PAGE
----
Dr. Currin and Kassidy Cox will be in Denver Nov 7th thru the 10th to present some research from the lab at the Society for the Scientific Study of Sexuality (SSSS). Kassidy will present her poster, “Grouping Sexters by Motivations Using Latent Class Analysis.” She will discuss how individuals who sexted in the sample collected, based on measures given including relational anxiety, sexual behavior inventories, and sexting motivations, were grouped into three classes of sexters: 1) those who sext for enjoyment, 2) those who sext for attachment, 3) and those who sext for non-sexual purposes. Dr. Currin will be presenting “Sextually Aroused: Exploring How it Feels to Send and Receive Sext Messages.” Spoiler alert – both individuals who send and receive endorse feeling “excited” – by almost 3 to 1. Finally, Dr. Currin will also present a brief “Who Sexts First?” – and the surprise finding was that gender was NOT a predictor!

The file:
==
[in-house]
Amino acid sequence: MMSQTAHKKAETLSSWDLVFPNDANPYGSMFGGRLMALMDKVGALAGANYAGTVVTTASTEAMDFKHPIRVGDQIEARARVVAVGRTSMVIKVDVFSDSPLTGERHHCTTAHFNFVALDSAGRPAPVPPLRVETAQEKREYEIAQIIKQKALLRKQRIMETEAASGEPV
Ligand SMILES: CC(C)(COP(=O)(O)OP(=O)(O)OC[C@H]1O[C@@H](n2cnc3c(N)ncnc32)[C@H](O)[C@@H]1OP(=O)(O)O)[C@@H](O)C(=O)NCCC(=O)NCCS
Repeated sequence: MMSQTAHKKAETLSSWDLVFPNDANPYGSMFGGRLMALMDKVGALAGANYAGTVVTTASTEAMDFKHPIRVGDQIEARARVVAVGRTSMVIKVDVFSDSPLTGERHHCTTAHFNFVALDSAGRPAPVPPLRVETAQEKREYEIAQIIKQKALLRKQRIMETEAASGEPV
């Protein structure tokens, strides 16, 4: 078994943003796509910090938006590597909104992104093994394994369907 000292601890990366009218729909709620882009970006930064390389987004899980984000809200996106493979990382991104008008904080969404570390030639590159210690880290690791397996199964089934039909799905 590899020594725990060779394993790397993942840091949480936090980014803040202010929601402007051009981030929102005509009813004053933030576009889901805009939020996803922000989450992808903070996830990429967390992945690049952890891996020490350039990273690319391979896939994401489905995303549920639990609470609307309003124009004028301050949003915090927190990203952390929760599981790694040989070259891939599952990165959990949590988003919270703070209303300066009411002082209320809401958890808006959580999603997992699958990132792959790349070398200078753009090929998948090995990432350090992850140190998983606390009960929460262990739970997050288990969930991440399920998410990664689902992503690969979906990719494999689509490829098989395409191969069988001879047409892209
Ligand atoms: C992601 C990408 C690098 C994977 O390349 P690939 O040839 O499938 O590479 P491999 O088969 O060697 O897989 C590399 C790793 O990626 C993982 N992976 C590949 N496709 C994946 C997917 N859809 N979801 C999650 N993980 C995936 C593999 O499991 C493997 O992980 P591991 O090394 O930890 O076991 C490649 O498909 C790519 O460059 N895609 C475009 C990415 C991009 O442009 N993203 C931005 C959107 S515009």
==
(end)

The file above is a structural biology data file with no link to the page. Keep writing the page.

So the psychology department has a door decorating contest every year for Halloween, and this year the S3X Lab went ALL IN on it! Since our lab technically has TWO doors AND wall space in between… we blew it up! Here’s a sneak peak for now, with all the lab members heads in a cauldron… but we’ll post a full reveal on Thursday (as an update to this message)!! Remember Dr. Currin is recruiting at least one student so if you are interested in being somewhere that encourages hard work but also some silliness and fun, contact Dr. Currin and apply to Texas Tech’s Counseling Psych program, listing Dr. Currin as your first choice (in the pic below from left to right is Adetoro, Matt, Dr. Currin, Amelia, and Crystal)
Some lab members went to Miami this past week to present our collaborative work with the Latinx Mental Health and Resiliency Lab here at Texas Tech. Matt Sharkey (pictured here) presented a poster with results that demonstrated who Latinx male emerging adults received their sexual health information from and who they listened to most. Gabriela Manzo presented a poster on how Latinx female emerging adults negotiated the dissonance between messages about sexual behaviors from their family, culture, and faith and their actual sexual behaviors.